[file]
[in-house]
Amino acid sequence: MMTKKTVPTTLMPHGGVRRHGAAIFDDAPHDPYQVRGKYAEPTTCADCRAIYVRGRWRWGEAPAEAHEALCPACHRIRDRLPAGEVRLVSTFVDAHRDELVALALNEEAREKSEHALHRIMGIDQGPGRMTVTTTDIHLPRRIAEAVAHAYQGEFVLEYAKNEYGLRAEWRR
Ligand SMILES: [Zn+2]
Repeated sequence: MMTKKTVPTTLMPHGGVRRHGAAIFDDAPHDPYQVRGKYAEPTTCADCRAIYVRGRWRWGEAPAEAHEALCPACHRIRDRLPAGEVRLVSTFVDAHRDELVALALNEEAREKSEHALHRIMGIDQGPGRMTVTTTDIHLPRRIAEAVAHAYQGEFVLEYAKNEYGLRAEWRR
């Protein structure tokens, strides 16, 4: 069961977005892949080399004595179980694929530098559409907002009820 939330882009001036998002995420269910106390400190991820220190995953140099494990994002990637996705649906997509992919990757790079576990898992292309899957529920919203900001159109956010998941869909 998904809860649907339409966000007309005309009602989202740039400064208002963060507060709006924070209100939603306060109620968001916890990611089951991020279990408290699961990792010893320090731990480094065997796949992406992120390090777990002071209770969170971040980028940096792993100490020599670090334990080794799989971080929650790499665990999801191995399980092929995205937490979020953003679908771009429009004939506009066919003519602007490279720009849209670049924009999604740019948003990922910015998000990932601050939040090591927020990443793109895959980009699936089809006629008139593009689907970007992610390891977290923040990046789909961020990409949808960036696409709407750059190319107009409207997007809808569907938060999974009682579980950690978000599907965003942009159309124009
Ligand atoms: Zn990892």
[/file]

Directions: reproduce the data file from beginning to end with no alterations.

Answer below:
[in-house]
Amino acid sequence: MMTKKTVPTTLMPHGGVRRHGAAIFDDAPHDPYQVRGKYAEPTTCADCRAIYVRGRWRWGEAPAEAHEALCPACHRIRDRLPAGEVRLVSTFVDAHRDELVALALNEEAREKSEHALHRIMGIDQGPGRMTVTTTDIHLPRRIAEAVAHAYQGEFVLEYAKNEYGLRAEWRR
Ligand SMILES: [Zn+2]
Repeated sequence: MMTKKTVPTTLMPHGGVRRHGAAIFDDAPHDPYQVRGKYAEPTTCADCRAIYVRGRWRWGEAPAEAHEALCPACHRIRDRLPAGEVRLVSTFVDAHRDELVALALNEEAREKSEHALHRIMGIDQGPGRMTVTTTDIHLPRRIAEAVAHAYQGEFVLEYAKNEYGLRAEWRR
């Protein structure tokens, strides 16, 4: 069961977005892949080399004595179980694929530098559409907002009820 939330882009001036998002995420269910106390400190991820220190995953140099494990994002990637996705649906997509992919990757790079576990898992292309899957529920919203900001159109956010998941869909 998904809860649907339409966000007309005309009602989202740039400064208002963060507060709006924070209100939603306060109620968001916890990611089951991020279990408290699961990792010893320090731990480094065997796949992406992120390090777990002071209770969170971040980028940096792993100490020599670090334990080794799989971080929650790499665990999801191995399980092929995205937490979020953003679908771009429009004939506009066919003519602007490279720009849209670049924009999604740019948003990922910015998000990932601050939040090591927020990443793109895959980009699936089809006629008139593009689907970007992610390891977290923040990046789909961020990409949808960036696409709407750059190319107009409207997007809808569907938060999974009682579980950690978000599907965003942009159309124009
Ligand atoms: Zn990892």